The country and Madame Prime Minister have choices to make. The government can decide to punish a few Profit Terrorists (Rana and the gang) but leave the underlying causes untouched for yet another disaster in the near future. There has been fire after fire in Bangladesh garment factories but after the initial breathless activities nothing fundamental ever changes and the fire keep on burning. Similarly, if the country and the international buyers leave this government to paper over this disaster by punishing one moronic building owner then is another disaster that far away?
So, the country and the opinion makers must demand that the government addresses the underlying causes and not simply attack the symptom. But, how would the government take any action when the home minister is running around and blaming the collapse of the building on opposition or the strikers, etc. OK, let’s agree that this guy made this most ludicrous comment, but he is the home minister for Pete’s sake!
Why do I say the government should take the lead? Typically I am opposed to any government intervention in any business activity mainly because as organizing powers governments tend to be inefficient, period. This is especially true for countries where the public is kept in the dark. But, there is one thing the governments do well if they want to, enforcement of laws. That requires that there is a set of laws that everyone is equally subject to and the enforcement action is not dished out based on one’s station in life in terms of money and power. Profit Terrorists find ways to confuse and distract enforcement. As the mayhem in Bangladesh was going on, a fertilizer factory blew up in West Texas, killing some 17 people and injuring hundreds. This happened because the industry lobby managed the regulatory oversight to be transferred from the EPA (Environmental Protection Agency) to the Homeland Security, a muscle bound bureaucracy which has no subject matter expertise.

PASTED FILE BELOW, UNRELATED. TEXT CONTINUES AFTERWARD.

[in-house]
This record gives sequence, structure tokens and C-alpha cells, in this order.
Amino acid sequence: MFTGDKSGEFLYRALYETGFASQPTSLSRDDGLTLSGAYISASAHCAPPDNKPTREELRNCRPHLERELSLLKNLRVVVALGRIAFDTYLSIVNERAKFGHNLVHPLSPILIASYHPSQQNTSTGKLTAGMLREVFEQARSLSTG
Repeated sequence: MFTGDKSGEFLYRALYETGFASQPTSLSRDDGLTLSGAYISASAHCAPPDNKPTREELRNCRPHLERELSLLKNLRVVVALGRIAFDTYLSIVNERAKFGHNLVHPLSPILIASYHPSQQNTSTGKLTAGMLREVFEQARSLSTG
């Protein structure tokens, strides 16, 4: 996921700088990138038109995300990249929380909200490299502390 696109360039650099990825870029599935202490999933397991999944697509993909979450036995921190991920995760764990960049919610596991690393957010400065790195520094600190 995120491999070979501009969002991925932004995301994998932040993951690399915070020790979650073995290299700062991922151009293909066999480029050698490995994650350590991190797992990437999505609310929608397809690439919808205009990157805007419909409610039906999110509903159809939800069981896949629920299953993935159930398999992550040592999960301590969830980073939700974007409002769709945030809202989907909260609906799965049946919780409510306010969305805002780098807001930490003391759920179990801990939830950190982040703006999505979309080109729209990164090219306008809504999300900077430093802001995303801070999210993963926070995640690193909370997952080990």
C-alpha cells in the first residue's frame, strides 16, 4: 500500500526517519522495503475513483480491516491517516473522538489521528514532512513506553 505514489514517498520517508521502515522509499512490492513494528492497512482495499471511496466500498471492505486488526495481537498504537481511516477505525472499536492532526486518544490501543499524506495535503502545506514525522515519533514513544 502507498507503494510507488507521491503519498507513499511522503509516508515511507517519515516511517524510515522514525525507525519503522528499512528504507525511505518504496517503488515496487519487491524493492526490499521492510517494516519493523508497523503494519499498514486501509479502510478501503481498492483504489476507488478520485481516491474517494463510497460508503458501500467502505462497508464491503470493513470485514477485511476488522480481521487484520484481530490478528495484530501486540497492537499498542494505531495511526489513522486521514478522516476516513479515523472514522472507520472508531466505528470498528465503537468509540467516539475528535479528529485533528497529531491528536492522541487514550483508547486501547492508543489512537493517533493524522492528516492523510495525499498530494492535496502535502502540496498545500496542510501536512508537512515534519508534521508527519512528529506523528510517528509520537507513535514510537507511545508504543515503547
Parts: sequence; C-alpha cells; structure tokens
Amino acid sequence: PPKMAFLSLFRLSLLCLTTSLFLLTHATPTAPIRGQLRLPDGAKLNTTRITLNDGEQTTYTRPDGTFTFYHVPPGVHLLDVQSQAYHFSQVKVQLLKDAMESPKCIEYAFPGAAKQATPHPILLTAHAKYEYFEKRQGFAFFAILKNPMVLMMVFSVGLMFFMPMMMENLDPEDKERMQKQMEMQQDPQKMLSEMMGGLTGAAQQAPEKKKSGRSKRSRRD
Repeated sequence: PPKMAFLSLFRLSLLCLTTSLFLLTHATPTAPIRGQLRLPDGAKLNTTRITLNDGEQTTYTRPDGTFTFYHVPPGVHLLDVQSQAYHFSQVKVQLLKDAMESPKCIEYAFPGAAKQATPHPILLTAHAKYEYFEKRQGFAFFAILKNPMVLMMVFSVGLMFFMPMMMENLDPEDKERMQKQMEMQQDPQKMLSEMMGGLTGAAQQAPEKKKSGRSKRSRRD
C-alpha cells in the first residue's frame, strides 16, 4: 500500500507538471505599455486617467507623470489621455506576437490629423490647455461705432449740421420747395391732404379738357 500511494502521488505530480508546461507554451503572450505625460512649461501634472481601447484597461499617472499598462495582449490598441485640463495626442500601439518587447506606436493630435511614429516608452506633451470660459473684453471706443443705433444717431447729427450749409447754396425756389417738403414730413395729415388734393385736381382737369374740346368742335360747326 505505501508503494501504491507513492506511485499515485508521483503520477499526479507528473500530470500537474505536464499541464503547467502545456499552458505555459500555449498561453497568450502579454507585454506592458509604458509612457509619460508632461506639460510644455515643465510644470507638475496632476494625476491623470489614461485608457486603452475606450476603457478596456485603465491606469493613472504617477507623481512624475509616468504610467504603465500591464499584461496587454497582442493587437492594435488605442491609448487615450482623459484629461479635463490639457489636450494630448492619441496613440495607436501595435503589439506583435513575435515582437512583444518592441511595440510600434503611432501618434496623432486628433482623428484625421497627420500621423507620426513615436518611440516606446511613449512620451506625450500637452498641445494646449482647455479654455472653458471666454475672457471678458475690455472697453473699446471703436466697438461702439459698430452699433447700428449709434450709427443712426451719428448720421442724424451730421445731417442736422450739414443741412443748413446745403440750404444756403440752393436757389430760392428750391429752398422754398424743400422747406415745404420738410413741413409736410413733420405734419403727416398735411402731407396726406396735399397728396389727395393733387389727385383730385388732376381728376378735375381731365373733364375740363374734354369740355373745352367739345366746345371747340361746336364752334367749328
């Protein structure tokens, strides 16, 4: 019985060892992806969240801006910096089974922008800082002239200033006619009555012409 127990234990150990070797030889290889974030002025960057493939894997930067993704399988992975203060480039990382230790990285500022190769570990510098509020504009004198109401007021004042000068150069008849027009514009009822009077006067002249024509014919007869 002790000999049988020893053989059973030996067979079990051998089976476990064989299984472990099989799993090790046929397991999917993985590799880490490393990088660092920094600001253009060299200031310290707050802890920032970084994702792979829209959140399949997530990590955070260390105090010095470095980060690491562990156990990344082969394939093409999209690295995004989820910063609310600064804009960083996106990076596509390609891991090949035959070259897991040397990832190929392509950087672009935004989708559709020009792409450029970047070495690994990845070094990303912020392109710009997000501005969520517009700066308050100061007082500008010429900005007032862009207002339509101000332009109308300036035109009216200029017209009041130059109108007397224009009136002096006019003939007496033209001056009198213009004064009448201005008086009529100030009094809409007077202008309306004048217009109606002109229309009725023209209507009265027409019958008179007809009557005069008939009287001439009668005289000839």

Madame Prime Minister this is your opportunity to build a lasting framework for the garment industry so that Bangladesh can thrive and does not lose its toehold in the world. If the infrastructure issues are resolved I see nothing but progress for Bangladesh. Here are some ideas to get your government going in the right direction:
a. Levy a one-time surcharge on ALL garment factories so that you can provide lifetime living stipend to the survivors of the Savar disaster. Make sure all monies are publicly disclosed and the disbursements are direct and without middlemen.
b. Publish names and addresses of ALL buildings that are illegally built or do not have the required code approval. Start with the BGMEA building next to Sonargaon Hotel. This building is built illegally and on public property. This is your opportunity to make a fresh start. Demolish BGMEA building and start over.
c. Demolish or confiscate every building that has been built illegally and/or does not meet code. Many of these buildings probably do not meet code and there should be no hesitation in demolishing those buildings and illegally built buildings should become public property and rented out to businesses that can contribute to the continued growth of the country.
d. Create a public agency with enforcement powers that will disclose every building’s permitting process, periodic safety reviews and any incidents on a website. This is a low cost way to shine some light into the darkness of permitting and building process.
e. Start an outreach programme soon to the buyers of the Bangladesh with your concrete plans to reduce the risks of such disasters and other industrial accidents.
Madame, Prime Minister, I am afraid unless you take the action yourself, the marketplace will take actions that will limit Bangladesh’s ability to compete on a global basis. Let us hope your action and the country’s outrage will be channelled to eliminate the Profit Terrorists!